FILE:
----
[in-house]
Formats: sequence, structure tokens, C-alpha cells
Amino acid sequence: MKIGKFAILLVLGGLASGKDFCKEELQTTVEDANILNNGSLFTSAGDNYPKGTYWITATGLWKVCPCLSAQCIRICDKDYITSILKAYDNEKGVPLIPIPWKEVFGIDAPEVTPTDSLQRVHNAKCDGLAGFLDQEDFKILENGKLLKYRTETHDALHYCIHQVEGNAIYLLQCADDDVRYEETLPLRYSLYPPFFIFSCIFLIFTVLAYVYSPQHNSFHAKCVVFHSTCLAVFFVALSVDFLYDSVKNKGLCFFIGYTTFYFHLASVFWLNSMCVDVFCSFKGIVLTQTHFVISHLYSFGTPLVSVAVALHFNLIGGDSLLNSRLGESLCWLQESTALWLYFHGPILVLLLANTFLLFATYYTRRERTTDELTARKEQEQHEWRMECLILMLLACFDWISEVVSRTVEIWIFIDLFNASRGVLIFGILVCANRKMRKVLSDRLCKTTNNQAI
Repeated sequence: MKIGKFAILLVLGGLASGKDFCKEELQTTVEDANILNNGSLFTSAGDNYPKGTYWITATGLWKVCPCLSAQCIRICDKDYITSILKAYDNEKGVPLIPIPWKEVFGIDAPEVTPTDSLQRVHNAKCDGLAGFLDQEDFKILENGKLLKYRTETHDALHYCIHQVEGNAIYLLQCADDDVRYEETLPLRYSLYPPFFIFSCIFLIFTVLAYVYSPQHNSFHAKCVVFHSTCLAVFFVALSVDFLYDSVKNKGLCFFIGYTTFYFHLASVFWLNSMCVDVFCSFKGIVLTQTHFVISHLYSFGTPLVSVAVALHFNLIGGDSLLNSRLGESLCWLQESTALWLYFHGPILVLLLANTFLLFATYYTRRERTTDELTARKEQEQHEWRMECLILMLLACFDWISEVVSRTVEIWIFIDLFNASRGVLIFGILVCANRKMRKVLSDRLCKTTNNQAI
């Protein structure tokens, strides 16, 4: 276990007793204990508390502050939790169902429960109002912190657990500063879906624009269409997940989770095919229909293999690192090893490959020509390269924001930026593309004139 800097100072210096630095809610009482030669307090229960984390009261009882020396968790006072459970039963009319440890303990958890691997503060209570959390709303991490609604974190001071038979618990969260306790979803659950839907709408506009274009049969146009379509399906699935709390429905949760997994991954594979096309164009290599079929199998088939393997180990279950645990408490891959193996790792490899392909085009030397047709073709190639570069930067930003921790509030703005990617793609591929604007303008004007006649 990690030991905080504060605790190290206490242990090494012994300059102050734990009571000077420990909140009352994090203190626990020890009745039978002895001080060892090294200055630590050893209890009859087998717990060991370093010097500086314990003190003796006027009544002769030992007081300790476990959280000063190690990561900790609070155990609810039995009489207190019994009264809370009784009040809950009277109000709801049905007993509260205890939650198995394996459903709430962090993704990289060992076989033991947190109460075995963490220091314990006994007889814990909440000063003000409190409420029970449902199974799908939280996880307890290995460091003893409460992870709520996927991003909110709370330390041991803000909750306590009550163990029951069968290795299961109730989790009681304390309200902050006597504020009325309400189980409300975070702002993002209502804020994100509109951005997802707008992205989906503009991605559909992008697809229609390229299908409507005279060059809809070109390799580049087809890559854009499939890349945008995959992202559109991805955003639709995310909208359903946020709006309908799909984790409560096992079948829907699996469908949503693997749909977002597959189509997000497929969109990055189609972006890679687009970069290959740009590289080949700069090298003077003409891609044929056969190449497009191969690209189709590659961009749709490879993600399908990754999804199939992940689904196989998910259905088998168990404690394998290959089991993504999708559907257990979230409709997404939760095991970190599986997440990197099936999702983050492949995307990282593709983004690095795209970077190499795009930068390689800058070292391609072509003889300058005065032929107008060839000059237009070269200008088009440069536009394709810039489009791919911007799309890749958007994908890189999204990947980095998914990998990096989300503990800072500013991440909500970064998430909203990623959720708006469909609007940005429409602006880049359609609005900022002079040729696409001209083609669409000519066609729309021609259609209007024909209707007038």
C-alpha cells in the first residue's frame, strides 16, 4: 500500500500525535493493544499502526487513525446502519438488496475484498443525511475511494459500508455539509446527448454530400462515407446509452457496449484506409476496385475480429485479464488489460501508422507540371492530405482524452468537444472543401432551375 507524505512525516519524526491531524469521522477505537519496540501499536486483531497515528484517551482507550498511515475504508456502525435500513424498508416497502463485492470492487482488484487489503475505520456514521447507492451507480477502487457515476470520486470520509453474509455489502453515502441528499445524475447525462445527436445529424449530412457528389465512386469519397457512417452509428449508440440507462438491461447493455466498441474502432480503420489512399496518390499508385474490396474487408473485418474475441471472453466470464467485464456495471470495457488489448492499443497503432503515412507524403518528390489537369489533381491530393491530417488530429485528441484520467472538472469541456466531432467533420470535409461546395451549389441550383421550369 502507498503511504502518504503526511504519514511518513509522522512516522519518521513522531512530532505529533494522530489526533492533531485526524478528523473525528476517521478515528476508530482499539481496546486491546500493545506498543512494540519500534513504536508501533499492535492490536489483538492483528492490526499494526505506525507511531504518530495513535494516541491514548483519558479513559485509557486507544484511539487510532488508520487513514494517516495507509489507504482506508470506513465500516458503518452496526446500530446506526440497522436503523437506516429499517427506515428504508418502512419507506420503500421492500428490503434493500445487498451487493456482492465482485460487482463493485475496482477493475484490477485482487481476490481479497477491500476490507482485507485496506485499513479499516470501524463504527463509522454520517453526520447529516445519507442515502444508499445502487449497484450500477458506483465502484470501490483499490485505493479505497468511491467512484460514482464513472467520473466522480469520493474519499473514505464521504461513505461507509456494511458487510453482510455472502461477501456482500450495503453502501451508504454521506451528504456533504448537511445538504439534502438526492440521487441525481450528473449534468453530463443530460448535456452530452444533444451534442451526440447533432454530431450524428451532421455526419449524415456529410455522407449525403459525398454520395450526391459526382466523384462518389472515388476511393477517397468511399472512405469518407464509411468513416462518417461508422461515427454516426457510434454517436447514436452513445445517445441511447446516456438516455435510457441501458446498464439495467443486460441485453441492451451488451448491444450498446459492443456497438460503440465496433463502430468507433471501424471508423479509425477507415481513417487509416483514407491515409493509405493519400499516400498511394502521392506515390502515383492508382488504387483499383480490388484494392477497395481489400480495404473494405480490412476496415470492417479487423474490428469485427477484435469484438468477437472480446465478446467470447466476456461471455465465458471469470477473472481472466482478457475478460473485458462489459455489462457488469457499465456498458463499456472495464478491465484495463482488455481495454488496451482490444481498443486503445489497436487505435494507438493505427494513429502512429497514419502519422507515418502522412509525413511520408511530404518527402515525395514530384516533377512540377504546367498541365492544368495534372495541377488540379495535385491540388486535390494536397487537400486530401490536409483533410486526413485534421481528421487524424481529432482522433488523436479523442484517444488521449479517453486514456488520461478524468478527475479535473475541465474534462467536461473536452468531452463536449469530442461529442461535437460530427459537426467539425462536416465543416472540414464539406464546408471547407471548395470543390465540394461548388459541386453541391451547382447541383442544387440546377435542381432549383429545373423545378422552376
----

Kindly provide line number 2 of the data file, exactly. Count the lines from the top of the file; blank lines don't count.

Formats: sequence, structure tokens, C-alpha cells